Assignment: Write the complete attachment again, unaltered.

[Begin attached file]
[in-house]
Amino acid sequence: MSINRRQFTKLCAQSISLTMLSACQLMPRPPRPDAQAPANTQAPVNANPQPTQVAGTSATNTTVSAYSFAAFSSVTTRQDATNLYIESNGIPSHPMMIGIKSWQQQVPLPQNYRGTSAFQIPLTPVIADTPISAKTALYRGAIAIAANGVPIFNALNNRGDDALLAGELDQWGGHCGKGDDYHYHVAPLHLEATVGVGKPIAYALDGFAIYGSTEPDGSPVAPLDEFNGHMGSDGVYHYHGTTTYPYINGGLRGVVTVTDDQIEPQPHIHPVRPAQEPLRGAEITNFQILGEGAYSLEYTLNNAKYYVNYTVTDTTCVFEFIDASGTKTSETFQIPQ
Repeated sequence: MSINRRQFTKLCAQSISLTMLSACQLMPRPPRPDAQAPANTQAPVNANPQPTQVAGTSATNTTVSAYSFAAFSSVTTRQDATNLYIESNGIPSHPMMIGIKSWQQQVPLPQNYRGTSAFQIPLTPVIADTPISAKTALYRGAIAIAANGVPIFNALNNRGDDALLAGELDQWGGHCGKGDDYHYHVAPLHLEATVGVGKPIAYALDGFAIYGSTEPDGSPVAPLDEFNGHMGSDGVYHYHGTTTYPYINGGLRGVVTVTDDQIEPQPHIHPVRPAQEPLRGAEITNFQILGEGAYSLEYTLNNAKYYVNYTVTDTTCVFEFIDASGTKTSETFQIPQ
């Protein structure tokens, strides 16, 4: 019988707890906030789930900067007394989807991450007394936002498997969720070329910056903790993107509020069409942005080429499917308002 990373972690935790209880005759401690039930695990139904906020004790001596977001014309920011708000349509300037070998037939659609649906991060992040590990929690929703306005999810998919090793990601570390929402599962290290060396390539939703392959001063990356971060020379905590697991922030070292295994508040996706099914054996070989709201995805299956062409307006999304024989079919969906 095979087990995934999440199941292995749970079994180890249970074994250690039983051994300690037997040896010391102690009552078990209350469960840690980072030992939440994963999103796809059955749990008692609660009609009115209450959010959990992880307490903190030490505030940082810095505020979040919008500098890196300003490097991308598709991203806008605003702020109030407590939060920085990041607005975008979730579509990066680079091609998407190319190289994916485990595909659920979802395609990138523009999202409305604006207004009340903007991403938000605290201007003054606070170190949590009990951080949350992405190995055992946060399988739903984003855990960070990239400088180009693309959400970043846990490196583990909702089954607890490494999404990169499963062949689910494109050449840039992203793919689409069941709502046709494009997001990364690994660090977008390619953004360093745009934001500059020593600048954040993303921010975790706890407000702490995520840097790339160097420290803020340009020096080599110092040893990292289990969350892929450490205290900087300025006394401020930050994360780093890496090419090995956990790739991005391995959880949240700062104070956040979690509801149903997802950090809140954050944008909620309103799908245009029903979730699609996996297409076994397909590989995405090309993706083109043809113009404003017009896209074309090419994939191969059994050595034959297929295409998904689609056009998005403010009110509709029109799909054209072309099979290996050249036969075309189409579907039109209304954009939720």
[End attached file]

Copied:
[in-house]
Amino acid sequence: MSINRRQFTKLCAQSISLTMLSACQLMPRPPRPDAQAPANTQAPVNANPQPTQVAGTSATNTTVSAYSFAAFSSVTTRQDATNLYIESNGIPSHPMMIGIKSWQQQVPLPQNYRGTSAFQIPLTPVIADTPISAKTALYRGAIAIAANGVPIFNALNNRGDDALLAGELDQWGGHCGKGDDYHYHVAPLHLEATVGVGKPIAYALDGFAIYGSTEPDGSPVAPLDEFNGHMGSDGVYHYHGTTTYPYINGGLRGVVTVTDDQIEPQPHIHPVRPAQEPLRGAEITNFQILGEGAYSLEYTLNNAKYYVNYTVTDTTCVFEFIDASGTKTSETFQIPQ
Repeated sequence: MSINRRQFTKLCAQSISLTMLSACQLMPRPPRPDAQAPANTQAPVNANPQPTQVAGTSATNTTVSAYSFAAFSSVTTRQDATNLYIESNGIPSHPMMIGIKSWQQQVPLPQNYRGTSAFQIPLTPVIADTPISAKTALYRGAIAIAANGVPIFNALNNRGDDALLAGELDQWGGHCGKGDDYHYHVAPLHLEATVGVGKPIAYALDGFAIYGSTEPDGSPVAPLDEFNGHMGSDGVYHYHGTTTYPYINGGLRGVVTVTDDQIEPQPHIHPVRPAQEPLRGAEITNFQILGEGAYSLEYTLNNAKYYVNYTVTDTTCVFEFIDASGTKTSETFQIPQ
């Protein structure tokens, strides 16, 4: 019988707890906030789930900067007394989807991450007394936002498997969720070329910056903790993107509020069409942005080429499917308002 990373972690935790209880005759401690039930695990139904906020004790001596977001014309920011708000349509300037070998037939659609649906991060992040590990929690929703306005999810998919090793990601570390929402599962290290060396390539939703392959001063990356971060020379905590697991922030070292295994508040996706099914054996070989709201995805299956062409307006999304024989079919969906 095979087990995934999440199941292995749970079994180890249970074994250690039983051994300690037997040896010391102690009552078990209350469960840690980072030992939440994963999103796809059955749990008692609660009609009115209450959010959990992880307490903190030490505030940082810095505020979040919008500098890196300003490097991308598709991203806008605003702020109030407590939060920085990041607005975008979730579509990066680079091609998407190319190289994916485990595909659920979802395609990138523009999202409305604006207004009340903007991403938000605290201007003054606070170190949590009990951080949350992405190995055992946060399988739903984003855990960070990239400088180009693309959400970043846990490196583990909702089954607890490494999404990169499963062949689910494109050449840039992203793919689409069941709502046709494009997001990364690994660090977008390619953004360093745009934001500059020593600048954040993303921010975790706890407000702490995520840097790339160097420290803020340009020096080599110092040893990292289990969350892929450490205290900087300025006394401020930050994360780093890496090419090995956990790739991005391995959880949240700062104070956040979690509801149903997802950090809140954050944008909620309103799908245009029903979730699609996996297409076994397909590989995405090309993706083109043809113009404003017009896209074309090419994939191969059994050595034959297929295409998904689609056009998005403010009110509709029109799909054209072309099979290996050249036969075309189409579907039109209304954009939720």